Transforming the Mind ~ by Peter Shepherd
The Evolution of Man
The system of personal enhancement known as Transformational Psychology has been researched, developed and practiced over the last 25 years. It is a form of Transpersonal Psychology, discussed in the next section. The research included an inspection and validation program covering as many as possible of the existing techniques for human change: learning, therapy, healing and enhancement. The key to making sense of this vast body of information was discovering why certain techniques that worked well with some people were not effective with others. It was found that all workable techniques belong at a particular level of a hierarchical structure - the reason they may not work for an individual is that underlying levels are not in place and the individual is attempting to bypass them in his development.
Before beginning practical work on self-development, an overview of the human personality will help to provide a context.
The Evolution of Man
Psychology, the study of the mind and how it works, is sometimes considered a new science, but this is quite mistaken. It is possibly the oldest science and in its most essential features even a forgotten science. Perhaps this misconception arises because, except in modern times, psychology was incorporated into philosophic or religious systems.
In India all forms of yoga are essentially psychology. Sufi teachings, which again are chiefly psychological, are regarded as partly religious and partly metaphysical. Almost every religion developed psychological teachings, often connected with a certain practice. In Europe, even in the last decades of the nineteenth century, many works on psychology were referred to as philosophy.
When modern psychology emerged as a discipline at the end of the nineteenth century, it was based on an analytic, biological view: interest was in the component parts particularly in the biological "realities" of brain, memory and so on, which could be empirically studied. When psychoanalysis was developed during the early part of the twentieth century, as an application of psychology to treat mental conditions of neurosis and psychosis, it produced the notion of "personality", about the reality of a person's individual and subjective presence in the world. As the century has progressed, "personality" as a notion has changed and modified with every new school.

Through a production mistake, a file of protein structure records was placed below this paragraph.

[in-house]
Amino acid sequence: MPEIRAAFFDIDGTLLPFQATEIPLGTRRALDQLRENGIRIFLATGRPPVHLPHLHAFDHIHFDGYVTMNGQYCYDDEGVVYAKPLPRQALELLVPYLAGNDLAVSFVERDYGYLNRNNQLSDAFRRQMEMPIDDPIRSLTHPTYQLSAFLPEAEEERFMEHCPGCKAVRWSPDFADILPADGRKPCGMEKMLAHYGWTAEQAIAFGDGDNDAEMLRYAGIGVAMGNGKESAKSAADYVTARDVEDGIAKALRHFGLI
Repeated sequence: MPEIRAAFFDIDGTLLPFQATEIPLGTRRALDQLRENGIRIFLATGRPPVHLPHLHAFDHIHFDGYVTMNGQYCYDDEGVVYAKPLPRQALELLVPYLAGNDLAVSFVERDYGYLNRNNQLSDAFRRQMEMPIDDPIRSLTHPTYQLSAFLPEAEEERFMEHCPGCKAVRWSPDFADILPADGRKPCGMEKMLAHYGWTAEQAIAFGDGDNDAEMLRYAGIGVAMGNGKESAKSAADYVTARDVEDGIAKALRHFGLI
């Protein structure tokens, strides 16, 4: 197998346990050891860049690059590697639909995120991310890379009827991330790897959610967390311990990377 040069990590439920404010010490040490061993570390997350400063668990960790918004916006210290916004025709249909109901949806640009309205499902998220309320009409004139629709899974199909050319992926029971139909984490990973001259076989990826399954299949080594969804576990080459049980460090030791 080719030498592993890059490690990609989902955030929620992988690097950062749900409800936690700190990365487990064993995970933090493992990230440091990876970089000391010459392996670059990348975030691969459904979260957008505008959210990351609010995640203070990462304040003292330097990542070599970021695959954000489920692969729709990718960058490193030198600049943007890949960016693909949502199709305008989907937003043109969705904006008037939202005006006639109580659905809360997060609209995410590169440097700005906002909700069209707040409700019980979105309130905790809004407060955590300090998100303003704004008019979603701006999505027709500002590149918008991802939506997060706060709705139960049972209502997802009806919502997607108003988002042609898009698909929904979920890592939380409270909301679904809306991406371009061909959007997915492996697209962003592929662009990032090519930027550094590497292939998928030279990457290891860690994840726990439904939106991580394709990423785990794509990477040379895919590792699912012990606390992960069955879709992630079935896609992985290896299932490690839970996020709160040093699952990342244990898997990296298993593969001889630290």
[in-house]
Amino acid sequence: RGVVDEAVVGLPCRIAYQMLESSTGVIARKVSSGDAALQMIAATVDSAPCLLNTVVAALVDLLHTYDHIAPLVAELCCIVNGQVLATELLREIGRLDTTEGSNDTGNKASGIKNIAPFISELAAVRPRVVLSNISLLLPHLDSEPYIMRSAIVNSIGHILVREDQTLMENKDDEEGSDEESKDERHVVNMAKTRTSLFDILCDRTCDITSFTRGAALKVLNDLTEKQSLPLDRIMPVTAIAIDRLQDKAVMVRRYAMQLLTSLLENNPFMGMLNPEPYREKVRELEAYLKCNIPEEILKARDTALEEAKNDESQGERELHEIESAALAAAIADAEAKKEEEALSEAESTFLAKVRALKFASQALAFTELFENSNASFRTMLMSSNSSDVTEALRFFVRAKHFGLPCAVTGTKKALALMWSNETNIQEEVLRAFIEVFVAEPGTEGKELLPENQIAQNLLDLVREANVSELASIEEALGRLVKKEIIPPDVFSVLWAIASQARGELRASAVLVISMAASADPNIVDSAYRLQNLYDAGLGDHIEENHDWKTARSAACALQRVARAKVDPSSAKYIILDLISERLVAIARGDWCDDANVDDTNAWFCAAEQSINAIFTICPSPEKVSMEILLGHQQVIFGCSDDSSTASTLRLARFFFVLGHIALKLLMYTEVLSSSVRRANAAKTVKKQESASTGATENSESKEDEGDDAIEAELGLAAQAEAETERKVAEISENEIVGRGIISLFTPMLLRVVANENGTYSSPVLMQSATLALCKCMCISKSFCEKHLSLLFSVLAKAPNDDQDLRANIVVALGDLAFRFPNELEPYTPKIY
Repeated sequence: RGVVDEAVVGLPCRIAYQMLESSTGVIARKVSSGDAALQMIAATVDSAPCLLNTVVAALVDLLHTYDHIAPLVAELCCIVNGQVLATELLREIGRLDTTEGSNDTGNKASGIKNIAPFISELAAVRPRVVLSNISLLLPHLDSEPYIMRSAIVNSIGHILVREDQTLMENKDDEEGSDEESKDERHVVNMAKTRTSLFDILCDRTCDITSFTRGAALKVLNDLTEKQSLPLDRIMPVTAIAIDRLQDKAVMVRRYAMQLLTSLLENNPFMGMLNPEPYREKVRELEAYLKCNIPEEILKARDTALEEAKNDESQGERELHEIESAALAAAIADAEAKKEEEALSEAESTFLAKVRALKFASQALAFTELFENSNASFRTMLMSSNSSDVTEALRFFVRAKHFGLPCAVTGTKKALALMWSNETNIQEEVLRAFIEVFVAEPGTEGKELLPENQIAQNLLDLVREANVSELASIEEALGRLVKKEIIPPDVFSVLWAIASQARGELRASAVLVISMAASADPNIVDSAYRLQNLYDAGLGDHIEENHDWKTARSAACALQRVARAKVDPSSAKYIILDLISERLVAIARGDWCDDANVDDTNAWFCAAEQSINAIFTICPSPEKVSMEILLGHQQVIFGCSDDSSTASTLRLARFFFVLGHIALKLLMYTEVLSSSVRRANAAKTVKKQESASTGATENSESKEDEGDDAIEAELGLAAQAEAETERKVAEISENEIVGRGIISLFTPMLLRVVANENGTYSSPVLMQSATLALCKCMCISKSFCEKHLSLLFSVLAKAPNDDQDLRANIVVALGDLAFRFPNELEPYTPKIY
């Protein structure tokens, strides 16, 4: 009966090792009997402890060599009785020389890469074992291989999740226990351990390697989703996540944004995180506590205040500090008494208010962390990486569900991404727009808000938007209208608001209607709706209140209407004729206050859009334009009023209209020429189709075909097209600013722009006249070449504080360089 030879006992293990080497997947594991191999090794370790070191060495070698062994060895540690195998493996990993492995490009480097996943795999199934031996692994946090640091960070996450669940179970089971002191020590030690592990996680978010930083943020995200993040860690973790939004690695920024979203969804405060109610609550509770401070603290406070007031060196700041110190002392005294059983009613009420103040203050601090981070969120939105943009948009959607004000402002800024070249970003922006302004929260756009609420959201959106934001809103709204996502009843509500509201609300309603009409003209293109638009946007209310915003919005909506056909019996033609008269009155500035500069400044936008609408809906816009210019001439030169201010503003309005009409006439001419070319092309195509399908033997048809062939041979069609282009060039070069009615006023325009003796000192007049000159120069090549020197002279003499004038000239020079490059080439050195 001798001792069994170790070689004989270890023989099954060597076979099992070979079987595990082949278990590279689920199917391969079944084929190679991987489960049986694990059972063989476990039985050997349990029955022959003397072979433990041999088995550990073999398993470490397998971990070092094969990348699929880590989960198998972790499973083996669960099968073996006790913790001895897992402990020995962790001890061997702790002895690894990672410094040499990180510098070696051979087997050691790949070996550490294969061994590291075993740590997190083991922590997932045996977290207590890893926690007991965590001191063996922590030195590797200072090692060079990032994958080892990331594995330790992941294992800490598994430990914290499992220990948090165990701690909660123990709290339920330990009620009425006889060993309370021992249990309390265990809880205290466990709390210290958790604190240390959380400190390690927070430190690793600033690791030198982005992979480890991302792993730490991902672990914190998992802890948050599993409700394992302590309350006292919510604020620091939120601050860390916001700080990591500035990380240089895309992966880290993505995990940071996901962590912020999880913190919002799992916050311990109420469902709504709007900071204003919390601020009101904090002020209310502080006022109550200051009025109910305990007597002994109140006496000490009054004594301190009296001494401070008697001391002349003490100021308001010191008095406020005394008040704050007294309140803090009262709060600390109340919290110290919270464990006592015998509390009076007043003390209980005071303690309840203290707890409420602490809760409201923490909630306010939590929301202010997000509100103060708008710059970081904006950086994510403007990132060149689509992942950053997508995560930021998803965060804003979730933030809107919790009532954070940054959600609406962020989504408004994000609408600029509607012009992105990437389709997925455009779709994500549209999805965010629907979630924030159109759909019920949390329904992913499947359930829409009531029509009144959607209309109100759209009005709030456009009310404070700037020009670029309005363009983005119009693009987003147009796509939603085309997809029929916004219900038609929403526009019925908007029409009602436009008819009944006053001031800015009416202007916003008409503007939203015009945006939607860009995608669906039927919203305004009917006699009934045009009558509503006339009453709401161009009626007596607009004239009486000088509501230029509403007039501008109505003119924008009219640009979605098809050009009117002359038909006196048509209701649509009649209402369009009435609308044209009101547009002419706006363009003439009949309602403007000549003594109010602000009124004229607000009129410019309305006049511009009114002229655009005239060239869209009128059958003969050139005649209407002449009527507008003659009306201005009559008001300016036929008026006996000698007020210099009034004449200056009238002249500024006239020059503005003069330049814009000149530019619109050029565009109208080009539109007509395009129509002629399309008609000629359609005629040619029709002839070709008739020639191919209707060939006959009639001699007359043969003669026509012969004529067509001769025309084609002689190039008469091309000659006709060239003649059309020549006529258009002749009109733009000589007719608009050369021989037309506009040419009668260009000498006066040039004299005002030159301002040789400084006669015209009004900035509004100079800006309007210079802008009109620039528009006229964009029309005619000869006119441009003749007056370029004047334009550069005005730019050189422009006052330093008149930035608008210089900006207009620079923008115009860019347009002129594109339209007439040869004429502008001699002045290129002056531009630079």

Each personality is that complex combination of drives, defenses, roles, learned adaptations, potentials and consciousness, which lives in the world and is a unique being. In some quite remarkable way each person is unlike any other being that exists, qualitatively different, and yet is subject to universal laws, social and biological causes, and learned behavior that is common to all, and that make cultural patterns of action, describable and analyzable difficulties and illnesses, and similarities of behavior across cultures that are discernibly "human".
Here it is necessary to note that all psychological systems and doctrines, those that exist or existed openly and those that were hidden or disguised, can be divided into two chief categories:
Firstly, systems that study man as they find him, or such as they suppose or imagine him to be. Modern "scientific" psychology belongs to this category.
Secondly, the systems that study man from the point of view of what he may become, i.e., his possible evolution. These last systems are in reality the original ones or in any case the oldest and only they can explain the forgotten origin and meaning of psychology: the study of the principles, laws and facts of man's possible evolution.
The "evolution" of man in this sense means the development of certain inner qualities and features that usually remain undeveloped, and cannot develop by themselves. If man does not want it, or does not want it strongly enough and does not make the necessary efforts, and get the necessary help, he will never develop.
The irony is, that before acquiring any new faculties that man does not now possess, he must first acquire qualities that he thinks he already possesses but about which he deceives himself.
The following experiment (devised by Ouspensky) will show how consciousness may be studied. Take a watch and look at the second hand, trying to be aware of yourself and concentrating on the thought, "I am (your name)" and "I am now here". Try not to think about anything else, simply follow the movement of the second hand and be aware of yourself, your name, your existence and the place where you are.
Most people soon find themselves drifting into imagination and thought associations, demonstrating that man is not conscious of himself for most of the time. The illusion of his being conscious is created by memory. We actually remember only moments of consciousness, although we do not realize that this is so. In retrospect we remember those moments and assume we were fully awake the whole time.
If we want to have more prolonged periods of awake consciousness and not merely glimpses, we must understand that this will depend upon the command we have over ourselves, and that this requires long and hard work.
Man does not know himself. He does not know his own limitations and possibilities. He does not even know to how great an extent he does not know himself. So he assumes his mental state to be "conscious", fully aware and self-determined, when in fact he is acting to a very great extent on automatic responses and continuously dramatizing all the influences of his past.
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